Thursday, August 1, 2013

Mr. Penumbra's 24-Hour Bookstore

If you're fascinated by books or technology or typography or crytography or technology or intrepid quests or the Singularity or data visualization or puzzles or secret societies, you will like Mr. Penumbra's 24-Hour Bookstore.  If you like all of them, you will love this book.  I loved this book.  I think I had a smile on my face the whole time I was reading it.

Mr. Penumbra's 24-Hour Bookstore is a strange place, located next door to a strip club (funny thing, my first office when I arrived in Calgary was next door to a strip club!) The bookstore is more vertical than horizontal, with high shelves reached by precarious ladders. There are a few normal books in the front half and a very occasional customer.  The back is filled with mysterious tomes containing coded information, borrowed by an odd assortment of eccentric characters who are members of the Unbroken Spine society.

Clay Jannon gets a part-time job, the night shift, in this strange bookshop and begins a great adventure.  You can almost feel the covers of these lovely old books and smell the bookstore smell. But it's not all about antiquarian books.

Atttracted by Jannon's highly targeted online marketing strategy, Google employee Kat Potente walks into the store.   Jannon woos Kat with a prototype program he's written.  "I am really into the kind of girl you can impress with a prototype."  Soon she and Clay are dating and the power of Hadoop's massive parallel computing, Mechanical Turk's crowdsourced human intelligence  and Google's complicated book-scanning device  (the device doesn't sound much like the NPR description of Google's patent by the way, but what the heck) are unleashed on a 500-year-old puzzle.  Medieval meets modern meets science fiction.  Did you notice that 3-second gap in all of Google's worldwide services when the Google Big Box reached out and all of Google's computers were brought to bear on this ancient puzzle?  Did you think that Google would stop at driverless cars and Google glass? No way.  In this book we learn about the Google Forever project working on multiple aspects of life extension, such as organ regeneration, DNA repair.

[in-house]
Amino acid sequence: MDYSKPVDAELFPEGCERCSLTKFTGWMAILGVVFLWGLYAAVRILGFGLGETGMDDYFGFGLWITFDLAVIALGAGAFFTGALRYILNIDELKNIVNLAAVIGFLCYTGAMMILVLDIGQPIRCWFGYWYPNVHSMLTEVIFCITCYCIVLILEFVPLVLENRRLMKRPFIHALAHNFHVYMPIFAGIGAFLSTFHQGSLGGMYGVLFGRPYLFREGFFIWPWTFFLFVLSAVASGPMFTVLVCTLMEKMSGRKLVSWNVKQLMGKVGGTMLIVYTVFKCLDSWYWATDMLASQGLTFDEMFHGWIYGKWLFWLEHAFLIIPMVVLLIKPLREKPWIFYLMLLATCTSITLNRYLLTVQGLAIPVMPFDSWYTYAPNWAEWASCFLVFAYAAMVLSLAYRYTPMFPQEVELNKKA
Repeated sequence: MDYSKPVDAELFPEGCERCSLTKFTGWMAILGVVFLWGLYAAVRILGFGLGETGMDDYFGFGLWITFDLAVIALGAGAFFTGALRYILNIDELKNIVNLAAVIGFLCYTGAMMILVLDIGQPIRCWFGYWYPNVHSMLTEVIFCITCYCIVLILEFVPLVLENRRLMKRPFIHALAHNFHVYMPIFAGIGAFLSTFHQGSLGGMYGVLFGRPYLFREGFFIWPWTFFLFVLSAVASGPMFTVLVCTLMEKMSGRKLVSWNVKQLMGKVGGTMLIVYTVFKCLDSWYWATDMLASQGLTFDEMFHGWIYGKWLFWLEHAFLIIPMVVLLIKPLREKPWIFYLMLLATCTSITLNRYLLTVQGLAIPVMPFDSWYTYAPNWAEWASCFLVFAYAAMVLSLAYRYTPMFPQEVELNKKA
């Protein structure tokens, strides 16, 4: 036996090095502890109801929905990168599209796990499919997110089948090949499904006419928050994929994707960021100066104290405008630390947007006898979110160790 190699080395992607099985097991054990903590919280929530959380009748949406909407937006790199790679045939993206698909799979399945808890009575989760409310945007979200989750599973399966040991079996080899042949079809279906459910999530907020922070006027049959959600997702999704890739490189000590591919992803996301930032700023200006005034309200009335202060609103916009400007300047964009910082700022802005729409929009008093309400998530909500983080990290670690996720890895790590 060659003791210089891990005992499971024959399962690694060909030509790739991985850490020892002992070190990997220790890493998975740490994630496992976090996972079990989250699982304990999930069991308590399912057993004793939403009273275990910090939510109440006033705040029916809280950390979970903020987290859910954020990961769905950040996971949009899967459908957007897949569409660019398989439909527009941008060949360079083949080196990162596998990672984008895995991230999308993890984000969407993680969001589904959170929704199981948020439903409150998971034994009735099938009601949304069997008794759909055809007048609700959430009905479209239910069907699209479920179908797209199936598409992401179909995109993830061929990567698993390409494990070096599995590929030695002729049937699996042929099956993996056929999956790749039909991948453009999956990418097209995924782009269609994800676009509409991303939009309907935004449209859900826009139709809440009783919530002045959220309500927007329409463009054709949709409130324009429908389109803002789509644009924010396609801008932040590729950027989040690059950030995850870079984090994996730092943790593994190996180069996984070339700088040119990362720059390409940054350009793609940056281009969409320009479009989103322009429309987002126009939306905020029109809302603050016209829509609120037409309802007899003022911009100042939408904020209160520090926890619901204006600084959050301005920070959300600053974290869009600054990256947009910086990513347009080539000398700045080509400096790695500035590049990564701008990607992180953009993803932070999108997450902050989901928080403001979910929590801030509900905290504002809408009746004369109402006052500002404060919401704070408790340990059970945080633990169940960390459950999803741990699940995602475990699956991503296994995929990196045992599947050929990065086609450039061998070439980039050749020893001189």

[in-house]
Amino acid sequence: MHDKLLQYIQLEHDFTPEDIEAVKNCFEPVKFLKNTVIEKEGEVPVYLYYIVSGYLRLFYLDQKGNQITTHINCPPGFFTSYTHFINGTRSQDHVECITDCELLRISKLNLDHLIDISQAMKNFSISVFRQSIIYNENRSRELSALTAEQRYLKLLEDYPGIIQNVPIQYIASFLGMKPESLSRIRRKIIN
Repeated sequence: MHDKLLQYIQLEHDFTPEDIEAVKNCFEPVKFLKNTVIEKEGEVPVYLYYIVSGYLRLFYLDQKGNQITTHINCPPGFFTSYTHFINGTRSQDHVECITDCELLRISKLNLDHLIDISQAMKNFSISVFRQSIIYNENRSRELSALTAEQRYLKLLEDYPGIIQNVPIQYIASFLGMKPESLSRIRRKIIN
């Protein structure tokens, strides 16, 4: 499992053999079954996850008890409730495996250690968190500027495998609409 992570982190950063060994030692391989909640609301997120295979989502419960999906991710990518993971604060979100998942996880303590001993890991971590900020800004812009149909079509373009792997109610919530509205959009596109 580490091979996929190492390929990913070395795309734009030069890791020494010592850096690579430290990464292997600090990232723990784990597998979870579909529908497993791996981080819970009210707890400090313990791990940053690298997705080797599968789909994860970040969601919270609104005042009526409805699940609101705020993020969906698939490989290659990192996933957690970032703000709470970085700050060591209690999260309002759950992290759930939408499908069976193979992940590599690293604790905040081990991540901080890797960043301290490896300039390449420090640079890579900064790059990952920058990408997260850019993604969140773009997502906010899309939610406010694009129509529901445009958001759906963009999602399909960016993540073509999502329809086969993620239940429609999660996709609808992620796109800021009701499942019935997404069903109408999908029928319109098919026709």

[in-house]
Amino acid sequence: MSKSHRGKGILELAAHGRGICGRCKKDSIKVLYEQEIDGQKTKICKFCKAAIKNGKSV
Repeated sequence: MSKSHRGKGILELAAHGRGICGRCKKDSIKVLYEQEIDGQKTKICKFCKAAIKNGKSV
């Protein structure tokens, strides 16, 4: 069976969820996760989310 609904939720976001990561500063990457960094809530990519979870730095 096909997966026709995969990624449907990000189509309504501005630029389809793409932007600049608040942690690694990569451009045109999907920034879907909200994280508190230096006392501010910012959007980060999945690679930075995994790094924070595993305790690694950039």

I loved Sloan's tongue-in-cheek style, his determination to include as many allusions to modern technology as possible, his corny puns and playfulness, like the reference to a drink called The Blue Screen of Death.  As a reader, one is tempted to look for coded messages in the book itself.  All of the numbers mentioned seemed to be prime numbers, until one item cost $16.50.  So much for that theory.

Sloan leaves a hook for a possible continuation at the end of the book and I can't wait to see if he writes a sequel.  This one was just so much fun to read.